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BI 2044
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BI 2044

MOZART, W.A.: Piano Concertos Nos. 18 and 22 (Brautigam, Kölner Akademie, Willens)

The Classical Shop
release date: July 2014

Originally recorded in 2014


Kölner Akademie


Michael Alexander Willens


Ronald Brautigam



Deutschlandfunk Kammermusiksaal, Cologne, Germany


Record Label


Orchestral & Concertos


Total Time - 59:01
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MOZART, W.A.: Piano Concertos Nos. 18 and 22 (Brautigam, Kölner Akademie, Willens)

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Piano Concerto No. 18 in B-Flat Major, K. 456

1 I. Allegro vivace 11:55
2 II. Andante un poco sostenuto 09:21
3 III. Allegro vivace 07:20

Piano Concerto No. 22 in E-Flat Major, K. 482

4 I. Allegro 12:19
5 II. Andante 07:37
6 III. Allegro 10:29
 Ronald Brautigam Soloist
  Michael Alexander Willens Conductor

The sixth album in this highly acclaimed series combine two works in which Mozart’s powers as an orchestrator come to the fore. Concerto No. 18 in B flat major, K 456, is sometimes referred to as one of the composer’s ‘military concertos’ on the basis of the march-like main theme of the first movement. But more striking is the variety of ways that Mozart employs the various groups of instruments: strings, wind instruments and, of course, the piano. This aspect certainly didn’t pass unnoticed by a listener as initiated as Mozart’s father Leopold: in a letter to his daughter Nannerl he described how his enjoyment of the orchestral interplay had brought tears to his eyes. The performance that Leopold was referring to was by Mozart himself at a concert in Vienna in 1785, but the work is believed to have been written for the blind virtuoso Maria Theresia von Paradis to play on a concert trip to Paris, and the demanding piano part leaves us in no doubt about her abilities as a pianist. Concerto No. 22 in E flat major, on the other hand, is one that Mozart wrote primarily for his own use, completing it on 16th December 1785, and performing it later the same month. It is the first of only three piano concertos in which he uses clarinets, to particular effect in the expressive Andantino cantabile episode of the otherwise ebullient Finale. The orchestra is on the whole unusually large, with trumpets and timpani, and horn parts which are uncommonly independent and important to the musical argument.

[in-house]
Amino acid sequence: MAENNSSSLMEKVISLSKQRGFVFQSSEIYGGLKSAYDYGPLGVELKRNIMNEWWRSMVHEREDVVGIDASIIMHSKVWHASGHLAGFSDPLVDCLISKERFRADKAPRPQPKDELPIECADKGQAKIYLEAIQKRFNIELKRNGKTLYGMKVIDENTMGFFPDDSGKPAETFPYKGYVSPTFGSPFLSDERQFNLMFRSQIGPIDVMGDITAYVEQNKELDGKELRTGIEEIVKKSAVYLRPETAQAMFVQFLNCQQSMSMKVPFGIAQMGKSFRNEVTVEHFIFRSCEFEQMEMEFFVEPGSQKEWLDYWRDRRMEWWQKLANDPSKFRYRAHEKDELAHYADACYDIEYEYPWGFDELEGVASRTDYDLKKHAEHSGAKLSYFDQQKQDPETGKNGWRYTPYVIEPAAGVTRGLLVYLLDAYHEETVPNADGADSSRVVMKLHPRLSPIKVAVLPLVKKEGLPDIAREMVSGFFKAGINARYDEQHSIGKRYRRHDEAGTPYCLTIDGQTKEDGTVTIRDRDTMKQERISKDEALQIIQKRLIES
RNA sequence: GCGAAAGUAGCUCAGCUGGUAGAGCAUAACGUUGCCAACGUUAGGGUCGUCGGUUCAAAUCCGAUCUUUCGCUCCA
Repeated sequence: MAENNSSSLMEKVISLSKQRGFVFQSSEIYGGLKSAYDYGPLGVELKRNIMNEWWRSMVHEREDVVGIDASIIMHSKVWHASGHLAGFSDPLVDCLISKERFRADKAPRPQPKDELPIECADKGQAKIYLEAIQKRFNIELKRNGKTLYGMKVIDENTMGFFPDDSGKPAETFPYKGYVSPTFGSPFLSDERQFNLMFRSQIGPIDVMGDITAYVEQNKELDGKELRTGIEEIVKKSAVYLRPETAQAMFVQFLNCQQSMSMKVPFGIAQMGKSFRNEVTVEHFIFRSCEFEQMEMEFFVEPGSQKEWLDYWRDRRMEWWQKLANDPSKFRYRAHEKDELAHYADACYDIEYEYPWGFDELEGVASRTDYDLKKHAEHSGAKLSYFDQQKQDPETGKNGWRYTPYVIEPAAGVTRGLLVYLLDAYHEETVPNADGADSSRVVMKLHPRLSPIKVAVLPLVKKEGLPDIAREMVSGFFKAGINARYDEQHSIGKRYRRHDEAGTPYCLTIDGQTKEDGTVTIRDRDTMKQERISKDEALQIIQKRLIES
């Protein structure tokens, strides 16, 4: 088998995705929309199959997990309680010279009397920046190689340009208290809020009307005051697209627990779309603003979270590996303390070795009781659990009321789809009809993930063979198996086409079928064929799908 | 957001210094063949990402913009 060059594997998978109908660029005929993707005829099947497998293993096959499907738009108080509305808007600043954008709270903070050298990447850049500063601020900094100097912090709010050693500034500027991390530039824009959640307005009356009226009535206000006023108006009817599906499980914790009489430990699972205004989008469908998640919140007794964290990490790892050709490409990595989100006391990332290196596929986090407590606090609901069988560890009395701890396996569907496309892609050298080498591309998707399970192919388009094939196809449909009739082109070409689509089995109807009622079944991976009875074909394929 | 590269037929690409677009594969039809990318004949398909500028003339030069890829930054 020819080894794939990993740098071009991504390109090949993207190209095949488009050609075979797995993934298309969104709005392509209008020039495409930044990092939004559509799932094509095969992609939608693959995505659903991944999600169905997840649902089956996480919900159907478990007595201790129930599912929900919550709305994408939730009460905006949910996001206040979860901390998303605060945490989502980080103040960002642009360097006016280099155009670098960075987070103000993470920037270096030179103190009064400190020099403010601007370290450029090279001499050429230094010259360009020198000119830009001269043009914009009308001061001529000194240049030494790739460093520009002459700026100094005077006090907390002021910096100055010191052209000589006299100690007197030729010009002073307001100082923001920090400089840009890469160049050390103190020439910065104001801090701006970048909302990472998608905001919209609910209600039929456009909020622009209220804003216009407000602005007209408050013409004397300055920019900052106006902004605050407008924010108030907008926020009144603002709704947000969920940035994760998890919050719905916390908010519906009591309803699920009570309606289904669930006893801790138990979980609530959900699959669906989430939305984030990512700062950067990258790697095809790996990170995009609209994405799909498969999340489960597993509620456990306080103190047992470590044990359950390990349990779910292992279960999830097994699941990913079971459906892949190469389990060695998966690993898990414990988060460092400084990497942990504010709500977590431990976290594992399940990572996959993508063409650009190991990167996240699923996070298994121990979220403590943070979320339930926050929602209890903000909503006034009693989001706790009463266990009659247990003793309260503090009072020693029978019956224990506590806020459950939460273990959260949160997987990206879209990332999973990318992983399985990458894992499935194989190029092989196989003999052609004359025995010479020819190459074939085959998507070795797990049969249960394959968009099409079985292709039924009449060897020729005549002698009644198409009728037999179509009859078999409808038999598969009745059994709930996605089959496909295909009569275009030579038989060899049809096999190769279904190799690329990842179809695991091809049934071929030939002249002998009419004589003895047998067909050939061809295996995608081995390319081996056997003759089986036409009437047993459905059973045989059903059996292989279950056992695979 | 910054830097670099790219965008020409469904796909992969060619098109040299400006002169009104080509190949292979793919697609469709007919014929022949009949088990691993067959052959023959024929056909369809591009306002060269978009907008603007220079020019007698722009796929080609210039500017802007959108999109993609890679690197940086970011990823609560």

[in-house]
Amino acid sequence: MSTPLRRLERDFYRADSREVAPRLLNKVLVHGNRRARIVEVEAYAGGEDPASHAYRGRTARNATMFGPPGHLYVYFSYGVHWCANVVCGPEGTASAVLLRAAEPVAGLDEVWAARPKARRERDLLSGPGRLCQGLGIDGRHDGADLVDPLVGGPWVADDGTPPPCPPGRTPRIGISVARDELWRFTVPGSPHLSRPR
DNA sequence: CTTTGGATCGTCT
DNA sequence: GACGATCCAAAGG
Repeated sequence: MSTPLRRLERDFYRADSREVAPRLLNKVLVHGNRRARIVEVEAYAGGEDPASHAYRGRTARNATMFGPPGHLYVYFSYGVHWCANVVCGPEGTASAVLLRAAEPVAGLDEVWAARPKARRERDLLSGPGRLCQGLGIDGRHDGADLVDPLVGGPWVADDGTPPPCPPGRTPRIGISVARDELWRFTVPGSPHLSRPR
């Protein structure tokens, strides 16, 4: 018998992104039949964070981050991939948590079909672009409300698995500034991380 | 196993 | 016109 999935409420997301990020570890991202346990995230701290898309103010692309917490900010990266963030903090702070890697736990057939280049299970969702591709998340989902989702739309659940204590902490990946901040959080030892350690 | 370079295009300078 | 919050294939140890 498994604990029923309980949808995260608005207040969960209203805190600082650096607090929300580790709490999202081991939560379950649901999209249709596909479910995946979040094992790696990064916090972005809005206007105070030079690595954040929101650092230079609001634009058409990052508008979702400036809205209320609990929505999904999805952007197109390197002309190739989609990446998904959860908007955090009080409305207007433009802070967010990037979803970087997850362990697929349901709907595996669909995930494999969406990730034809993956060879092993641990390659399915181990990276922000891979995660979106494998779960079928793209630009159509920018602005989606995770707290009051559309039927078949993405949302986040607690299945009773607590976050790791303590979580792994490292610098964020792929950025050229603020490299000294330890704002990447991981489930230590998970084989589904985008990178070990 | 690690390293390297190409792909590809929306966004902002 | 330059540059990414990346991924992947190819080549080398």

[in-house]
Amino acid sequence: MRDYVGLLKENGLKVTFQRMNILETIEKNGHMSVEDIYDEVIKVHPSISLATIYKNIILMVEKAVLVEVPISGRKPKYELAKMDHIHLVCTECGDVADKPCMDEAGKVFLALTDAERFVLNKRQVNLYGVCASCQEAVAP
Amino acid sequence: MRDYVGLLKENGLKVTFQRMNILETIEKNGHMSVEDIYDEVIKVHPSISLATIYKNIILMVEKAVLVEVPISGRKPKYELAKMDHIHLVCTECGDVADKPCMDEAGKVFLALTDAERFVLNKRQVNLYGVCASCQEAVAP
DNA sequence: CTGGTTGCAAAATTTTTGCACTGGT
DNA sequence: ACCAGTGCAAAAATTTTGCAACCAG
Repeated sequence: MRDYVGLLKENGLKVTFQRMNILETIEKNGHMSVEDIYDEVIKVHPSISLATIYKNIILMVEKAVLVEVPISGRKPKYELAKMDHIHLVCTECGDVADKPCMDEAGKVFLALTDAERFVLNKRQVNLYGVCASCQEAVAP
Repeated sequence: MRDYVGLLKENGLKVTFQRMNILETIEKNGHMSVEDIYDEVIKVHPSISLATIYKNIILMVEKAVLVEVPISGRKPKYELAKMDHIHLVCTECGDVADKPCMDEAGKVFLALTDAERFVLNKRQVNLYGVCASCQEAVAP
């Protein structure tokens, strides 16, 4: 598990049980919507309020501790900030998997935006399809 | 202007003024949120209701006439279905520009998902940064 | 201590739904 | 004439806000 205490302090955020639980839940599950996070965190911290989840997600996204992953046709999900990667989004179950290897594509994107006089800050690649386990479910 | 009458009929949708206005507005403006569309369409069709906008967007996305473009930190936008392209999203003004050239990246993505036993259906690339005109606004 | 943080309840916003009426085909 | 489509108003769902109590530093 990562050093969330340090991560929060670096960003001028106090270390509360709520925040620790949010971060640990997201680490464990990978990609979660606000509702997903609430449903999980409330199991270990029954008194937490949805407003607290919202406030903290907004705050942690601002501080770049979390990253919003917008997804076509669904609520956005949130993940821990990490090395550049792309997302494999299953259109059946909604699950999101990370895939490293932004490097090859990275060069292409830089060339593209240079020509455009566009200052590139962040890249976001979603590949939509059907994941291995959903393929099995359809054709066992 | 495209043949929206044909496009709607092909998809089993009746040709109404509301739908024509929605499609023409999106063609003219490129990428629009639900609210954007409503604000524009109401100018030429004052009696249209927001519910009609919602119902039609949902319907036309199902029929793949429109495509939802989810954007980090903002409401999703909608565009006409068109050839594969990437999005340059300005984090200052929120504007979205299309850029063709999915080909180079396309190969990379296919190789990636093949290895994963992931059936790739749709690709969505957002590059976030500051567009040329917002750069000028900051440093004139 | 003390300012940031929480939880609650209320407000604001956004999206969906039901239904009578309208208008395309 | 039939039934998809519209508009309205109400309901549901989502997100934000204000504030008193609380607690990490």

Editor’s Choice - Orchestral 

"... beautifully recorded performance for Ronald Brautigam and the responsive Cologne period band... the easily flowing  pace and delicate touches of embellishment ... mesh perfectly with the animated naturalness of the whole performance."

Richard Wigmore - Gramophone magazine - July 2014

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